In an exemplary method to form gratings in waveguides, the three-layer waveguiding circuits are first fabricated using minimal UV exposure times, so that polymerization is only partial and diffusion can still occur to a substantial degree when the gratings are formed. After grating formation, a final UV cure locks all the refractive indices into place. Since this technique of producing gratings relies on material separation instead of differential cure levels or selective photodegradation, it results in an essentially constant average index across the grating, allowing the reflection spectrum to be symmetric around the center of its main peak.
In a preferred form of the invention, Mach-Zehnder interferometer type devices, 100% directional couplers, or multimode interference (MMI) couplers are employed having two coupling regions. Between the coupling regions comprising 3-dB directional couplers or 3-dB multimode interference couplers is a grating region comprised of a grating system (e.g. Bragg gratings). The waveguides in the grating region of Mach Zehnder type devices are typically spaced apart from each other so that evanescent coupling does not occur in this region.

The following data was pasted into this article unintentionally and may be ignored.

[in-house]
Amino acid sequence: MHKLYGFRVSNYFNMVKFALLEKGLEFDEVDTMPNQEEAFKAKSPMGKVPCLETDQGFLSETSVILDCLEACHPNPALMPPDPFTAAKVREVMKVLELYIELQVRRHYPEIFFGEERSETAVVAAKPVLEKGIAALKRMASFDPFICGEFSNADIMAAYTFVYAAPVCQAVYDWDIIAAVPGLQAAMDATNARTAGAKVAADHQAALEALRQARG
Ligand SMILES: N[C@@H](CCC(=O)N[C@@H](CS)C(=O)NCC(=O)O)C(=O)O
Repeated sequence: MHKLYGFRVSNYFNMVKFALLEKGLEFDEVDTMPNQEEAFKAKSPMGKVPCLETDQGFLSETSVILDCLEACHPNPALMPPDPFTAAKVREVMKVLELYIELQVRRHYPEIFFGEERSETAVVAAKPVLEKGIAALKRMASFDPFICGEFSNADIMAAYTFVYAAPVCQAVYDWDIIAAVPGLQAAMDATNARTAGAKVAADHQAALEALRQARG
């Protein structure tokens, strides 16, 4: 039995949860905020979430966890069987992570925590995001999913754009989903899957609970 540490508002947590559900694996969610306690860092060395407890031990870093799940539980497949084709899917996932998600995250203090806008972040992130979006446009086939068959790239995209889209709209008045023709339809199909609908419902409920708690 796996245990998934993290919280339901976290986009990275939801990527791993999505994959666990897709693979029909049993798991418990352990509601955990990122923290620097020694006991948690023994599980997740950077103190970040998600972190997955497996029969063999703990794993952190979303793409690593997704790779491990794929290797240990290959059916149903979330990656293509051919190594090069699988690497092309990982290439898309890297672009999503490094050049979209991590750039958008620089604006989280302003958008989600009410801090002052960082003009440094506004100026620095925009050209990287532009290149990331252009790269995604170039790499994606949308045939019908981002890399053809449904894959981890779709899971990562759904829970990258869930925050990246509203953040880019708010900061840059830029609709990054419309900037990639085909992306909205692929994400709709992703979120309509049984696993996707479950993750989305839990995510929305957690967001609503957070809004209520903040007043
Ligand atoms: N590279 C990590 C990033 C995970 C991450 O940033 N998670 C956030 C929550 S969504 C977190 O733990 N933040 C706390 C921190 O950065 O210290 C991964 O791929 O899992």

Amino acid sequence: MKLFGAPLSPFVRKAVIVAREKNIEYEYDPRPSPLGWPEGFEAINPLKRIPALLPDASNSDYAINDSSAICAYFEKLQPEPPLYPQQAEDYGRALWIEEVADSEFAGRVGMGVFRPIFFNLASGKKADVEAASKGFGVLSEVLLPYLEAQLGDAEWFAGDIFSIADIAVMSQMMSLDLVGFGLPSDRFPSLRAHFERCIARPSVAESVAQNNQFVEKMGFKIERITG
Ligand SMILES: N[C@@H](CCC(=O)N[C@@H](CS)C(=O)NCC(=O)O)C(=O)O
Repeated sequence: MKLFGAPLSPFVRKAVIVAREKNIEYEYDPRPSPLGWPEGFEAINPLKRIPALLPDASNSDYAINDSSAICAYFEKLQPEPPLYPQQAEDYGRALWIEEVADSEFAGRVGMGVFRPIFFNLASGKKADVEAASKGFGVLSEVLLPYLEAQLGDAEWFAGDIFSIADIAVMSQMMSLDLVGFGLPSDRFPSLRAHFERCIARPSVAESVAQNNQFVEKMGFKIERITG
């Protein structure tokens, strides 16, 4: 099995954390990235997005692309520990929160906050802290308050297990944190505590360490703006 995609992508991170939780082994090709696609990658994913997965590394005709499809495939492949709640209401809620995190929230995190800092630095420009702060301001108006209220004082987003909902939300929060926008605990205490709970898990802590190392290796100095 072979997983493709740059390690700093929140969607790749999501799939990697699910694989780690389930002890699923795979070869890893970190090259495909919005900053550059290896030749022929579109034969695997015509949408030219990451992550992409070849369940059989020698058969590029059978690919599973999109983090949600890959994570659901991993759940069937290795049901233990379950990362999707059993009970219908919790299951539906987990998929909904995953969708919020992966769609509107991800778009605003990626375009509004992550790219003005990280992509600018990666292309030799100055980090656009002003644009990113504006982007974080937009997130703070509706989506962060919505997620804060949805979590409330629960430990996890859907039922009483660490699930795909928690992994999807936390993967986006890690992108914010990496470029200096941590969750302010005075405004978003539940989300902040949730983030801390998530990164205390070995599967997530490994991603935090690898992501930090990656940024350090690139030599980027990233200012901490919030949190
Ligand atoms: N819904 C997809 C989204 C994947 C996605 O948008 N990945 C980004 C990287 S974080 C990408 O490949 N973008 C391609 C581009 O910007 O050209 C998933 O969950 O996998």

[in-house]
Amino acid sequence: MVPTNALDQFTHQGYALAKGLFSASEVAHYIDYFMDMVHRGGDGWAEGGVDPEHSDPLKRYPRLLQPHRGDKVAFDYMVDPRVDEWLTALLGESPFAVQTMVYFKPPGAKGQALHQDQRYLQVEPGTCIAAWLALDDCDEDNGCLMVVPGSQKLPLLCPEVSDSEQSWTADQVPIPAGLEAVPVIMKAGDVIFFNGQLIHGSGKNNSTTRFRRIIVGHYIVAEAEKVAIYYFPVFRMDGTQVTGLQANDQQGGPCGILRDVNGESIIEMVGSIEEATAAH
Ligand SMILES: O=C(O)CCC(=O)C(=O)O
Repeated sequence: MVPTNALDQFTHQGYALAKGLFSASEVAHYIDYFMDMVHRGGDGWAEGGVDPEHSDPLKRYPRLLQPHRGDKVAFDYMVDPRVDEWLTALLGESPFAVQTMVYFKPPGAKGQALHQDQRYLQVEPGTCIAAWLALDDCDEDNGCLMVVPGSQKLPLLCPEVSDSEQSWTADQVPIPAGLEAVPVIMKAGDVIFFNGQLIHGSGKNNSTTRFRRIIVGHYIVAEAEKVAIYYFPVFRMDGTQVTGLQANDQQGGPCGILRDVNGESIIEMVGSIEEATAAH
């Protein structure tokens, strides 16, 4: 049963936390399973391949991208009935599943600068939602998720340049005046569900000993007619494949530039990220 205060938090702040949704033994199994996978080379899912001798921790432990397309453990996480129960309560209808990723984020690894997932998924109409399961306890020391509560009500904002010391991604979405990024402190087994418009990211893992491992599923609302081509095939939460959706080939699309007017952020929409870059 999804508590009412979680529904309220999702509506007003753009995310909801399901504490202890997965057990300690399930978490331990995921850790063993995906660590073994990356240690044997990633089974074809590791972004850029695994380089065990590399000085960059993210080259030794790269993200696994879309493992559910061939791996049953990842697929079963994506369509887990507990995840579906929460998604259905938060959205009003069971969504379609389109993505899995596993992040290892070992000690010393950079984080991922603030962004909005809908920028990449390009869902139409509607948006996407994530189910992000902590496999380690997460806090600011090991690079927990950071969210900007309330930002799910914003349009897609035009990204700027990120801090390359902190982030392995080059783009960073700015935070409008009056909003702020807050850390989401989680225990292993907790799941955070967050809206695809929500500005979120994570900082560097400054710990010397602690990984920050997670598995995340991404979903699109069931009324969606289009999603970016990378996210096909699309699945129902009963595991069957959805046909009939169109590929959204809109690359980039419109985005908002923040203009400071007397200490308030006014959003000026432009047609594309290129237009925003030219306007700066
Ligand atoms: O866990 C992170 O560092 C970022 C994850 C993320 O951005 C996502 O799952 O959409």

In another preferred form of the invention, a single waveguide between two optical circulators is employed. In the waveguide is a grating region comprised of a grating system.
In accordance with a preferred form of the present invention, the optical signal device has a unique constructed grating region made of materials which are thermosensitive i.e which have relatively large thermo-optic coefficients (defined as the change in refractive index with temperature) of, for example, at least 10−4/° C. in absolute value (e.g. thermosensitive polymers). Examples of thermosensitive polymers include cross-linked acrylates, polyimides and polymethylmethacrylates, as for example ethoxylated bisphenol diacrylate, tripropylene glycol diacrylate and 1,6-hexanediol diacrylate.
When heating is the means for varying the refractive index in at least the core layer, the grating region is provided with a heater (such as an electrode of specified resistance) or other means of inducing a change of temperature of the polymer. Referring to FIG. 1 there is shown a first construction of the grating region of the optical device of the present invention. The filter element 2 includes a core region 4 having on each side thereof respective cladding layers 6A and 6B. The grating is present in the core region 4 and preferably additionally in the cladding layers 6A and 6B. Above the cladding layer 6A is a heater 8 which, as previously indicated, may be an electrode of specified resistance. Beneath the undercladding layer 6B there is provided a substrate 10. The core layer is made of a thermosensitive polymer as described above. The overcladding layer 6A and undercladding layer 6B are also preferably made of similar materials although the refractive index of the respective layers will differ as discussed hereinafter.